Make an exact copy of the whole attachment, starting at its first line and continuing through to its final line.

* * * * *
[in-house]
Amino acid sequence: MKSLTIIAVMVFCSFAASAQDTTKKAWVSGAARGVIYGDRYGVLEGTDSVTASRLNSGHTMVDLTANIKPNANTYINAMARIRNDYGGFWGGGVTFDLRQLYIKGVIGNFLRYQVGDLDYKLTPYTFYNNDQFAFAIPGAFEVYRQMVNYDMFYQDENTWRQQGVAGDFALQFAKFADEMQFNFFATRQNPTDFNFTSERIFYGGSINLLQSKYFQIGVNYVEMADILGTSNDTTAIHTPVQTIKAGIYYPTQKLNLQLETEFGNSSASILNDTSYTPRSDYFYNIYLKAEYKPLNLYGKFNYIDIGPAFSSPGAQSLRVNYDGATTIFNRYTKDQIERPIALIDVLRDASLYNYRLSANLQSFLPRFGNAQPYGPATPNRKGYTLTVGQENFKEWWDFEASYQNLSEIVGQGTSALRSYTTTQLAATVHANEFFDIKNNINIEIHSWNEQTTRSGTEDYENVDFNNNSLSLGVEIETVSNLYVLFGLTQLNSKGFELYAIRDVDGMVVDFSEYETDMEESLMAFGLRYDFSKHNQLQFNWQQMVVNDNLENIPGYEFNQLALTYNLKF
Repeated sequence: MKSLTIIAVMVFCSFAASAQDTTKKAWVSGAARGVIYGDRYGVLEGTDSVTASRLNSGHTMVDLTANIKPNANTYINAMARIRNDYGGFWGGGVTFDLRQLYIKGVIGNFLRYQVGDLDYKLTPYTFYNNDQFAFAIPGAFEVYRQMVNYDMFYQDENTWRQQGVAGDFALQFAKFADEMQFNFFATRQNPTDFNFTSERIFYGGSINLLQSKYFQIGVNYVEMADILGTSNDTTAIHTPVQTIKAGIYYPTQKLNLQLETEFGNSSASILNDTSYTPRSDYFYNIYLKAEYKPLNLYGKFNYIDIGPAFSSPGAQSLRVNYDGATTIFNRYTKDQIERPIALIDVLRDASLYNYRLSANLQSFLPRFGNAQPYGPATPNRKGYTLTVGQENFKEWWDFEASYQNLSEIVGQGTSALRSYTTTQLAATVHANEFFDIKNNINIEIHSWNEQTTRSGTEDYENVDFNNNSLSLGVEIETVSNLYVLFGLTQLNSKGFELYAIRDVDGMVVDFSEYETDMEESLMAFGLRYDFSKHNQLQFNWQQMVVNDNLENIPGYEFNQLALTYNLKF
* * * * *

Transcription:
[in-house]
Amino acid sequence: MKSLTIIAVMVFCSFAASAQDTTKKAWVSGAARGVIYGDRYGVLEGTDSVTASRLNSGHTMVDLTANIKPNANTYINAMARIRNDYGGFWGGGVTFDLRQLYIKGVIGNFLRYQVGDLDYKLTPYTFYNNDQFAFAIPGAFEVYRQMVNYDMFYQDENTWRQQGVAGDFALQFAKFADEMQFNFFATRQNPTDFNFTSERIFYGGSINLLQSKYFQIGVNYVEMADILGTSNDTTAIHTPVQTIKAGIYYPTQKLNLQLETEFGNSSASILNDTSYTPRSDYFYNIYLKAEYKPLNLYGKFNYIDIGPAFSSPGAQSLRVNYDGATTIFNRYTKDQIERPIALIDVLRDASLYNYRLSANLQSFLPRFGNAQPYGPATPNRKGYTLTVGQENFKEWWDFEASYQNLSEIVGQGTSALRSYTTTQLAATVHANEFFDIKNNINIEIHSWNEQTTRSGTEDYENVDFNNNSLSLGVEIETVSNLYVLFGLTQLNSKGFELYAIRDVDGMVVDFSEYETDMEESLMAFGLRYDFSKHNQLQFNWQQMVVNDNLENIPGYEFNQLALTYNLKF
Repeated sequence: MKSLTIIAVMVFCSFAASAQDTTKKAWVSGAARGVIYGDRYGVLEGTDSVTASRLNSGHTMVDLTANIKPNANTYINAMARIRNDYGGFWGGGVTFDLRQLYIKGVIGNFLRYQVGDLDYKLTPYTFYNNDQFAFAIPGAFEVYRQMVNYDMFYQDENTWRQQGVAGDFALQFAKFADEMQFNFFATRQNPTDFNFTSERIFYGGSINLLQSKYFQIGVNYVEMADILGTSNDTTAIHTPVQTIKAGIYYPTQKLNLQLETEFGNSSASILNDTSYTPRSDYFYNIYLKAEYKPLNLYGKFNYIDIGPAFSSPGAQSLRVNYDGATTIFNRYTKDQIERPIALIDVLRDASLYNYRLSANLQSFLPRFGNAQPYGPATPNRKGYTLTVGQENFKEWWDFEASYQNLSEIVGQGTSALRSYTTTQLAATVHANEFFDIKNNINIEIHSWNEQTTRSGTEDYENVDFNNNSLSLGVEIETVSNLYVLFGLTQLNSKGFELYAIRDVDGMVVDFSEYETDMEESLMAFGLRYDFSKHNQLQFNWQQMVVNDNLENIPGYEFNQLALTYNLKF